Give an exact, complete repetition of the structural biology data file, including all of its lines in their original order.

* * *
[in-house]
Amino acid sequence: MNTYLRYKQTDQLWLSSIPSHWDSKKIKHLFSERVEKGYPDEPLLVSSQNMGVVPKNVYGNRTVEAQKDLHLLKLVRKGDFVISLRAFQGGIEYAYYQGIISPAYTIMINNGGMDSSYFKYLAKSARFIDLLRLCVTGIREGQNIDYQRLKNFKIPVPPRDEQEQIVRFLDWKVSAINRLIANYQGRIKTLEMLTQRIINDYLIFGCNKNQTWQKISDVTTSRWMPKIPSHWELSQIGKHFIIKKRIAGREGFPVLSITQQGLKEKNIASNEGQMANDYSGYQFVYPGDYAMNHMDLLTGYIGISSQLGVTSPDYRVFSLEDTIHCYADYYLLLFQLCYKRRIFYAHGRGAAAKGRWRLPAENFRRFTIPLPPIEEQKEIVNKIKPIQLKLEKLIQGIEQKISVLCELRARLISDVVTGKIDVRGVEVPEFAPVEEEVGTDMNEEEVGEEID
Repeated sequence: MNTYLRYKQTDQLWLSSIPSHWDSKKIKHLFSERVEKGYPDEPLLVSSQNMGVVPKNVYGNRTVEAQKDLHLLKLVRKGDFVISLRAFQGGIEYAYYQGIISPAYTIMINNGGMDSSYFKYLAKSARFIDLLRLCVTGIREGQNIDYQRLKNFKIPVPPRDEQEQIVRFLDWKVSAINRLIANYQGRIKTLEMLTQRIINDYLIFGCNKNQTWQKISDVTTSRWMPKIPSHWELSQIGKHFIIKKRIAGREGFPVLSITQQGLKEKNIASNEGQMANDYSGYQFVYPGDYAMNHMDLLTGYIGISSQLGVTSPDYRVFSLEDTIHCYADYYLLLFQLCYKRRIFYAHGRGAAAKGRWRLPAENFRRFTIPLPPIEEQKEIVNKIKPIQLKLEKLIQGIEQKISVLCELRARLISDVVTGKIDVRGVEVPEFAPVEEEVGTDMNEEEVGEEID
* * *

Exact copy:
[in-house]
Amino acid sequence: MNTYLRYKQTDQLWLSSIPSHWDSKKIKHLFSERVEKGYPDEPLLVSSQNMGVVPKNVYGNRTVEAQKDLHLLKLVRKGDFVISLRAFQGGIEYAYYQGIISPAYTIMINNGGMDSSYFKYLAKSARFIDLLRLCVTGIREGQNIDYQRLKNFKIPVPPRDEQEQIVRFLDWKVSAINRLIANYQGRIKTLEMLTQRIINDYLIFGCNKNQTWQKISDVTTSRWMPKIPSHWELSQIGKHFIIKKRIAGREGFPVLSITQQGLKEKNIASNEGQMANDYSGYQFVYPGDYAMNHMDLLTGYIGISSQLGVTSPDYRVFSLEDTIHCYADYYLLLFQLCYKRRIFYAHGRGAAAKGRWRLPAENFRRFTIPLPPIEEQKEIVNKIKPIQLKLEKLIQGIEQKISVLCELRARLISDVVTGKIDVRGVEVPEFAPVEEEVGTDMNEEEVGEEID
Repeated sequence: MNTYLRYKQTDQLWLSSIPSHWDSKKIKHLFSERVEKGYPDEPLLVSSQNMGVVPKNVYGNRTVEAQKDLHLLKLVRKGDFVISLRAFQGGIEYAYYQGIISPAYTIMINNGGMDSSYFKYLAKSARFIDLLRLCVTGIREGQNIDYQRLKNFKIPVPPRDEQEQIVRFLDWKVSAINRLIANYQGRIKTLEMLTQRIINDYLIFGCNKNQTWQKISDVTTSRWMPKIPSHWELSQIGKHFIIKKRIAGREGFPVLSITQQGLKEKNIASNEGQMANDYSGYQFVYPGDYAMNHMDLLTGYIGISSQLGVTSPDYRVFSLEDTIHCYADYYLLLFQLCYKRRIFYAHGRGAAAKGRWRLPAENFRRFTIPLPPIEEQKEIVNKIKPIQLKLEKLIQGIEQKISVLCELRARLISDVVTGKIDVRGVEVPEFAPVEEEVGTDMNEEEVGEEID